The remnants of securities contained in facilities created by the Federal Reserve Bank of New York to help bail out American International Group in 2008 were sold today, a key milestone in the company’s efforts to end the government’s equity interest in AIG.
Today’s sale of the remaining $3.4 billion face amount of collateralized debt obligations backed by mortgage-backed securities held in the Maiden Lane III facility “marks the end of an important chapter, our assistance to AIG, that was undertaken to stabilize the financial system in the midst of the financial crisis,” William Dudley, president of the New York Fed, says in a statement.
Analysts at Sterne Agee in New York project that AIG will gain perhaps $2.9 billion above the $5 billion it paid into Maiden Lane III, up from an earlier estimate of $2.1 billion because interest in the securities is high as they carry far higher yields than currently offered through the market.
That does not necessarily represent a gain on the company’s investment, an analyst says, because AIG had already taken markdowns of over $30 billion on its earnings to reflect payment of guarantees associated with the securities when the company turned them over to the Fed in late 2008.
Under the agreement in 2008 with the New York Fed that created Maiden Lane III, AIG gets its equity stake returned, interest on the loan, plus one-third of additional proceeds from sale of the securities beyond the $24.3 billion invested by the Fed. AIG estimates that it has received $600 million in interest on its loan.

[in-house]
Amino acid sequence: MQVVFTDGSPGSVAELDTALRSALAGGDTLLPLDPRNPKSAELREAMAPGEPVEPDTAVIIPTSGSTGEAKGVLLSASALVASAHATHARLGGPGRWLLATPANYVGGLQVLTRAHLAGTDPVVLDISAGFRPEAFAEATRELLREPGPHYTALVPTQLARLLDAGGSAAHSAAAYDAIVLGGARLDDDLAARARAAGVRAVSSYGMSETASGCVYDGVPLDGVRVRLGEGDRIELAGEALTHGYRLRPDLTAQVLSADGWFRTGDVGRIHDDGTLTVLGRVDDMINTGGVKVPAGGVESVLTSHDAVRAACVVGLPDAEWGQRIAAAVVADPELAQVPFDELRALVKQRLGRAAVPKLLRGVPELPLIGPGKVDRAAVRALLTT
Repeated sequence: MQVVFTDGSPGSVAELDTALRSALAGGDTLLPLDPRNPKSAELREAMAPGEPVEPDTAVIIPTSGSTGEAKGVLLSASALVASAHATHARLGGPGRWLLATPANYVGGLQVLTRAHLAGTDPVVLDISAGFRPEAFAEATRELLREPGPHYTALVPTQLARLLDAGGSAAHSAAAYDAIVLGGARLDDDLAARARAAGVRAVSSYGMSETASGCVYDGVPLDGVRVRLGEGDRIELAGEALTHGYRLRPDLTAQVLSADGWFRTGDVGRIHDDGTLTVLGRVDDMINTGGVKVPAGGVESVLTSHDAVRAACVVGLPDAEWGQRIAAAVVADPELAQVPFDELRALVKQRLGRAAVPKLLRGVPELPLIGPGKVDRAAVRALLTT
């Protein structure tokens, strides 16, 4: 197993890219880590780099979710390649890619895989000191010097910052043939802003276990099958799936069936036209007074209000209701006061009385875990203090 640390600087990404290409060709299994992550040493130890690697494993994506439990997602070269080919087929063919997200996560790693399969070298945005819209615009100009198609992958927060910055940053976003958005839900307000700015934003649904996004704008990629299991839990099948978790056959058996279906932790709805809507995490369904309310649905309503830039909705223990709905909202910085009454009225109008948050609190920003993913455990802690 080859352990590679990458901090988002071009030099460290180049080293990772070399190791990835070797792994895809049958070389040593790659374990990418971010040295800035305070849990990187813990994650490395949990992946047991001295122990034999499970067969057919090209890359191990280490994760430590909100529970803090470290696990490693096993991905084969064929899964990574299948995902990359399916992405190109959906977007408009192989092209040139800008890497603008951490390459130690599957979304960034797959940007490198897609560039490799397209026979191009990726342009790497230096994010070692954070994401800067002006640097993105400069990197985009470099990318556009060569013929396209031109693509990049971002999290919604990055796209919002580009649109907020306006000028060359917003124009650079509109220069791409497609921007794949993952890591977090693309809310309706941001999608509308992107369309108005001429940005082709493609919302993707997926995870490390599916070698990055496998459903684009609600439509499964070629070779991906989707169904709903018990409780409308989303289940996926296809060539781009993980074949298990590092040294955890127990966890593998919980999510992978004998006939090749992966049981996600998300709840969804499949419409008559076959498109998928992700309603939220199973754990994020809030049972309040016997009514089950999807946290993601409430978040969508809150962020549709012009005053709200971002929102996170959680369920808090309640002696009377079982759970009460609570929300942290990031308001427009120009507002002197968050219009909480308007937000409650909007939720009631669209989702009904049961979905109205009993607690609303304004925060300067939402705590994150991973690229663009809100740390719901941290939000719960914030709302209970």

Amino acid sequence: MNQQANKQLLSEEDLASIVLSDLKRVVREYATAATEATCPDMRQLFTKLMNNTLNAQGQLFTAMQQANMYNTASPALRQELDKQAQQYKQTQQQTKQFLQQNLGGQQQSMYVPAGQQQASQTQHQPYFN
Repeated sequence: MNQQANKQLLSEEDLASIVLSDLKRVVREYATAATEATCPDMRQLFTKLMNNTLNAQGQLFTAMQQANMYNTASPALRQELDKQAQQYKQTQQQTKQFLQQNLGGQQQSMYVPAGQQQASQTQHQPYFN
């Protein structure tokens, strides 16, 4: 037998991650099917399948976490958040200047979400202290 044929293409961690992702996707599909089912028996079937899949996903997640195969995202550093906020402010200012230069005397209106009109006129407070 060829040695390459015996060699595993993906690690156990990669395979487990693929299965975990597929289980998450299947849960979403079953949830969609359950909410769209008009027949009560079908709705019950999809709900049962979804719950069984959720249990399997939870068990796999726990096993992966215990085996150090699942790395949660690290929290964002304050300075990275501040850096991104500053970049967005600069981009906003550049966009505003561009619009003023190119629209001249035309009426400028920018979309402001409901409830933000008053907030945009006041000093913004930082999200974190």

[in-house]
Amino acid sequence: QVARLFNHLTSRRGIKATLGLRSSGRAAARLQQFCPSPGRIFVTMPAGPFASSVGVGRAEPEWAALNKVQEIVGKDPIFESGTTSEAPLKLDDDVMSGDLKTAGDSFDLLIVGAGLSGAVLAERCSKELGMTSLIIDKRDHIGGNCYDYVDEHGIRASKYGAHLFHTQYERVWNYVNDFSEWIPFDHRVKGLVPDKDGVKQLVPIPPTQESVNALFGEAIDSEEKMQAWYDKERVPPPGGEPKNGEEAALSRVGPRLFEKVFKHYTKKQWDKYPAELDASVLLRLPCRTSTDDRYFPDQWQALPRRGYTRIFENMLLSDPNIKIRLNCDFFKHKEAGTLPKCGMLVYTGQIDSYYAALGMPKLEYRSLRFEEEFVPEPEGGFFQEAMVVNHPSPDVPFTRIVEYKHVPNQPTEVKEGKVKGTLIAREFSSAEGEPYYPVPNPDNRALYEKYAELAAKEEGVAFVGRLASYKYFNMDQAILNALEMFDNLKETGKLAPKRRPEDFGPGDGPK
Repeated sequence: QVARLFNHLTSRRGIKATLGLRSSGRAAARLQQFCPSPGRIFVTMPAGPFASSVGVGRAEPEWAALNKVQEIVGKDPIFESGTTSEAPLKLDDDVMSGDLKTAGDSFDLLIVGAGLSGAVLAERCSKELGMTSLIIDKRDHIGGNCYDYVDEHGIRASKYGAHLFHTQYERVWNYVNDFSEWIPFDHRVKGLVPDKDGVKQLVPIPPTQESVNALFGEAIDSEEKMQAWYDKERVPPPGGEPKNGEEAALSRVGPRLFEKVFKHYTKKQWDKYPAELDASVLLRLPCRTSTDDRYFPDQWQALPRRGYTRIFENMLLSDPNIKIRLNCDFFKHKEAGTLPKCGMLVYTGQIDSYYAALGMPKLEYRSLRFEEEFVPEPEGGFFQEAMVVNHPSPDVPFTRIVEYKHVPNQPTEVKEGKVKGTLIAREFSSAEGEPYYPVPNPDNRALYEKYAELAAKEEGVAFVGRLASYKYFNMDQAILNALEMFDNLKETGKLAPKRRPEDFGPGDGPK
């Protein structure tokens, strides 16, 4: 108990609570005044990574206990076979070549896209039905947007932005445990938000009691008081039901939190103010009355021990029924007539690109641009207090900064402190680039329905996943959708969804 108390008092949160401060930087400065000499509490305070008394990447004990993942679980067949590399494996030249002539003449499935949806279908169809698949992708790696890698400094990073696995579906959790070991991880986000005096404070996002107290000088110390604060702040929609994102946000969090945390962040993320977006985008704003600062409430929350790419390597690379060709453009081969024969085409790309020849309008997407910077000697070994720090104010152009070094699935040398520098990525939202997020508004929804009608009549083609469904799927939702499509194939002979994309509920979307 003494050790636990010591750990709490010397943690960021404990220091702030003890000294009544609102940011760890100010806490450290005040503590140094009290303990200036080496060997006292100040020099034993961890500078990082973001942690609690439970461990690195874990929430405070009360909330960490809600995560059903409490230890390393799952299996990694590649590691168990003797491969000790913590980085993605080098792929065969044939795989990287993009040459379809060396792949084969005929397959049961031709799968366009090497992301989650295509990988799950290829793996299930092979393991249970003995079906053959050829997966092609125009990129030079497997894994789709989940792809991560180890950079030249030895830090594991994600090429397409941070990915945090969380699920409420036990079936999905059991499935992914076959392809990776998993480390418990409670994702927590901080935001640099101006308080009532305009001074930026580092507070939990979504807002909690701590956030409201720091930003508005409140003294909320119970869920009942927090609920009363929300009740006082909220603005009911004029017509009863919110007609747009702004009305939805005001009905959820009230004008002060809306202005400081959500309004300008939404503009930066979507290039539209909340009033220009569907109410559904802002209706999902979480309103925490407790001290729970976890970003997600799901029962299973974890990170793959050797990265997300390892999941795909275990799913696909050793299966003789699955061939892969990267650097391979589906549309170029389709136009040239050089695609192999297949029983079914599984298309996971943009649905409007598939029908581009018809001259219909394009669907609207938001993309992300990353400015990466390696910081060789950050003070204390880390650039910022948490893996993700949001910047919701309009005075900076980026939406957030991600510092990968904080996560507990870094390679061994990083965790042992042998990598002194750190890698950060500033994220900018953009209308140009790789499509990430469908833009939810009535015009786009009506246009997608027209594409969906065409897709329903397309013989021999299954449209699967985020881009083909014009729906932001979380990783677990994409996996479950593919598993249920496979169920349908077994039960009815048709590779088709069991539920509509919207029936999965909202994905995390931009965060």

The prior securities sold from the Maiden Lane III portfolio yielded 56 percent of face value. It was not announced how much the Fed received for the last batch of securities.
But Dudley says the sale will result in a net gain for the benefit of the public of approximately $6.6 billion, including $737 million in accrued interest on the New York Fed’s loan to ML III.
In its August 6 earnings conference call with analysts, AIG president and CEO Robert Benmosche said AIG had purchased approximately $7.1 billion of the securities through the Fed auctions.
Today’s announcement on ML III follows the successful wind-down of Maiden Lane II in February and the January 2011 termination of the New York Fed’s extension of credit to AIG, which produced approximately $8.2 billion in interest and fees.
When taken together, the total net profit to taxpayers from the New York Fed’s assistance to AIG and AIG-related facilities was $17.7 billion, Dudley says.
The Federal Reserve Bank of New York provided a credit line of $182 billion in Sept. 2008, after it became clear that margin calls on credit default swaps issued by a unit of AIG could possibly force the company into bankruptcy. In return for the cash, AIG gave the FRBNY 79.9 percent of its equity.
Another key step in ending the government’s involvement in AIG is likely to occur early next month, when AIG is expected to offer the remaining 19 percent of American International Assurance, its Asian life insurance subsidiary, to the public. That is expected to yield $7.5 billion in cash, part of which AIG will likely to use to buy back stock in the company held by the Treasury Department, according to analysts.
Sterne Agee analysts say the sale, through an IPO, is likely to bring federal ownership of AIG from the current 53 percent to less than 50 percent.